Cocaine Bear – Film Review

Any movie with a title like Cocaine Bear is expected to be insane. What is insane is the story that inspired Elizabeth Banks’ horror-comedy. In September of 1985, a drug smuggler named Andrew C. Thornton III dropped a load of cocaine from a plane into the wilderness, as a way to lighten the load of the plane he was in, and ended up flying out, only for his parachute to fail, causing his death. What happened next was stranger than fiction, as four months later, a 175-lb black bear was found dead in the wilderness with its insides discovered to have been filled with the cocaine that fell from the plane. The bear ended up stuffed and dubbed “Cocaine Bear” or “Pablo Eskobear”, named cleverly after notorious drug lord Pablo Escobar. Someone must have thought that this story would have made for a good movie idea, only instead of the bear up-and-dying, it became a monster on a coked-up rampage in a horror movie. Of course, a straight horror idea would not be taken this seriously, so why not make it a comedy, and have Elizabeth Banks direct it?

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‘Happy Death Day’ Film Review

Grade: B

‘Happy Death Day’ knows it is just another copy of the 1993 comedy classic ‘Groundhog Day’; in which Bill Murray plays a selfish weatherman named Phil Connors, who finds himself reliving the same day over and over until he changes his ways, but not before finding love in Andie MacDowell’s Rita Hanson. It is especially reminiscent of the movie so much to where it cannot help but reference it in one scene. Our heroine, Tree Gilbman (Jessica Rothe) could even be a younger and sassy Connors if he were a sorority girl on the cusp of depression. I could swear ‘Happy Death Day’ is essentially a remake of the classic, but disguised as a slasher flick blended with a satirical college comedy. The story is nearly the same; protagonist is rude and discovers he/she is in a loop, reminds potential love interest (played here by Israel Broussard) of events noticed previously, becomes a better person, time loop ends and protagonist lives to see another day. However, the one ingredient that adds flavor to this birthday cake is a killer in a sweater and baby mask, and a mystery that needs to be solved.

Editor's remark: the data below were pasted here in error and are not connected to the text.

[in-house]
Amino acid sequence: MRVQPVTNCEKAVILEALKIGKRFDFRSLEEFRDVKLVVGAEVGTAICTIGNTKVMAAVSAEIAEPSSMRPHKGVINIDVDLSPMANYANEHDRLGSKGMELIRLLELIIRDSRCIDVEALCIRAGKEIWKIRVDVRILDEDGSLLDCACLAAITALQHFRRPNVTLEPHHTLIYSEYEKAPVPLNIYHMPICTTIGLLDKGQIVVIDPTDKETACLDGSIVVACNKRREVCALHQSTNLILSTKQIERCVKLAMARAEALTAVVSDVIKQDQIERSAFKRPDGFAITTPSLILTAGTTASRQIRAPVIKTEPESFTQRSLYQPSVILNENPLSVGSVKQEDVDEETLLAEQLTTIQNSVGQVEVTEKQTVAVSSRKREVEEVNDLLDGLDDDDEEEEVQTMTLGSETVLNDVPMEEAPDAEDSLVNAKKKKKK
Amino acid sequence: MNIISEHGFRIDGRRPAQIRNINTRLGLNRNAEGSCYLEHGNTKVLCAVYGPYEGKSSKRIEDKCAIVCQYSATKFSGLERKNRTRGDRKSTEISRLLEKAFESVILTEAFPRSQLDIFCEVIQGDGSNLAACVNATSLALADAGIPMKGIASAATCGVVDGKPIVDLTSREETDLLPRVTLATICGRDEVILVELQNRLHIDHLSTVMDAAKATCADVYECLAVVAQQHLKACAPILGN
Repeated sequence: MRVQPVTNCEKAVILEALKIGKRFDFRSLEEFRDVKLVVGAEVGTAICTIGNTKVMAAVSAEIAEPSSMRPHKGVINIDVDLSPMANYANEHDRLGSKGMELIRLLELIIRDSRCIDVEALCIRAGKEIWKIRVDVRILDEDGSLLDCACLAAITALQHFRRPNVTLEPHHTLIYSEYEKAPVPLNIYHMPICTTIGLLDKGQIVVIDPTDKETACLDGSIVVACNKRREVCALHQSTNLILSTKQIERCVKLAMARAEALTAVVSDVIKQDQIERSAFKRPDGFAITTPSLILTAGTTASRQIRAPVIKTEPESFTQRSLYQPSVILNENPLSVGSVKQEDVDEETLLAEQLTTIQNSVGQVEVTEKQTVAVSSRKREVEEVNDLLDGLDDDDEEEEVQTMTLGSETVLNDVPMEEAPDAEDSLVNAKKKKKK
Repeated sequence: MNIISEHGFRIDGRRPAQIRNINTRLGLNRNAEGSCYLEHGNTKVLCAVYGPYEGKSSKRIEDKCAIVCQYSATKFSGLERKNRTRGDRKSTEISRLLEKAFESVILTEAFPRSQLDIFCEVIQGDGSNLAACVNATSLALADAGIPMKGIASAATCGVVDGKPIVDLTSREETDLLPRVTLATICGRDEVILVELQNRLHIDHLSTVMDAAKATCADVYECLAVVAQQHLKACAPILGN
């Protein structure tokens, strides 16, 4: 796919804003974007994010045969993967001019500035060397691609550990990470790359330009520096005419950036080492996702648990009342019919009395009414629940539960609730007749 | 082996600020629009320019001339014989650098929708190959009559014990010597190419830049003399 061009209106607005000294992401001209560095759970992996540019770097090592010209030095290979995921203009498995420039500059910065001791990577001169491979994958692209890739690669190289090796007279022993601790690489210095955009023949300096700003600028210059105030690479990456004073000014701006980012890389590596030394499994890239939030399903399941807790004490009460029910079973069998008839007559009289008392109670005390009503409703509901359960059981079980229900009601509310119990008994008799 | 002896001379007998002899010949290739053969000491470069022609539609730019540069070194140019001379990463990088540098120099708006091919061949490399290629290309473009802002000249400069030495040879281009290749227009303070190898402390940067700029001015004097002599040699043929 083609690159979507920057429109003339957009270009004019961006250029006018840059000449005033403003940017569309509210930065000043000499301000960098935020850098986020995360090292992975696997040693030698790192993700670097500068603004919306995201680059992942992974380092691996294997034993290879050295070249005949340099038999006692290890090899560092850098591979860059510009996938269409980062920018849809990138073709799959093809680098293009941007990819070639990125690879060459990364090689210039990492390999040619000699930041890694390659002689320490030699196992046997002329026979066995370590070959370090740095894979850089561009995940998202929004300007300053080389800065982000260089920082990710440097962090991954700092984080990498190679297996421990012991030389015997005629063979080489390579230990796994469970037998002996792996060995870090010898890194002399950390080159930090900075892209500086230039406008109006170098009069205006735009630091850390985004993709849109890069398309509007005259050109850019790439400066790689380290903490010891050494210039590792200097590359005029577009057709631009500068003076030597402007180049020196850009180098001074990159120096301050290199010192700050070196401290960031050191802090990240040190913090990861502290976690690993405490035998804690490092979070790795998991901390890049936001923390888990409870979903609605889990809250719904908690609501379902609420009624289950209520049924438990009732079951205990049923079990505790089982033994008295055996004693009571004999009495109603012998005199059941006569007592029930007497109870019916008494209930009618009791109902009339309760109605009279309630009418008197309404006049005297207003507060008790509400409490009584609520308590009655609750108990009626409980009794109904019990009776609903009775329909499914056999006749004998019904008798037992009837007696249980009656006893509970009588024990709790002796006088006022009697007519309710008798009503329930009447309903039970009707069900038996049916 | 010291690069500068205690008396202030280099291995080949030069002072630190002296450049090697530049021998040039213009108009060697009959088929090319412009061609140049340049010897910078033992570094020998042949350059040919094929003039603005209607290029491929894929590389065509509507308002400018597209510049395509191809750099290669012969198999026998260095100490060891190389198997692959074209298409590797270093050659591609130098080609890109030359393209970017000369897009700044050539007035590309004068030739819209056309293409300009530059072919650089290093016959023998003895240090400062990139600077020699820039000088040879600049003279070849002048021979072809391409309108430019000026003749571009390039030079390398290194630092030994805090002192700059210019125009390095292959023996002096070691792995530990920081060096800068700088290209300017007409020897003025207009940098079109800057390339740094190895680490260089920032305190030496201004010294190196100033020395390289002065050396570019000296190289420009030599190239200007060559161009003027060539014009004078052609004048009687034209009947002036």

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‘Get Out’ Film Review

Grade: B

Get Out Movie Poster

A horror movie directed by Jordan Peele about the twisted side of racism should play as a ‘Key and Peele’ sketch made for Youtube. But nope! This was actually released in theaters almost a year after ‘Keanu’ (a ‘Key and Peele’ movie) was released. Whereas, Peele went in front of the camera to give the performance of his life with his comic partner Keegan-Michael Key in ‘Keanu’, here in ‘Get Out’, there is no trace of Peele to be seen. Instead, he is working behind the camera (and writing) to bring us a twist on the usual horror comedy trope and anxiety about meeting your girlfriend’s parents. Alfred Hitchcock may be the master of suspense, but with Jordan Peele’s masterful work behind the camera, he might just bring a new kind of horror to modern audiences.

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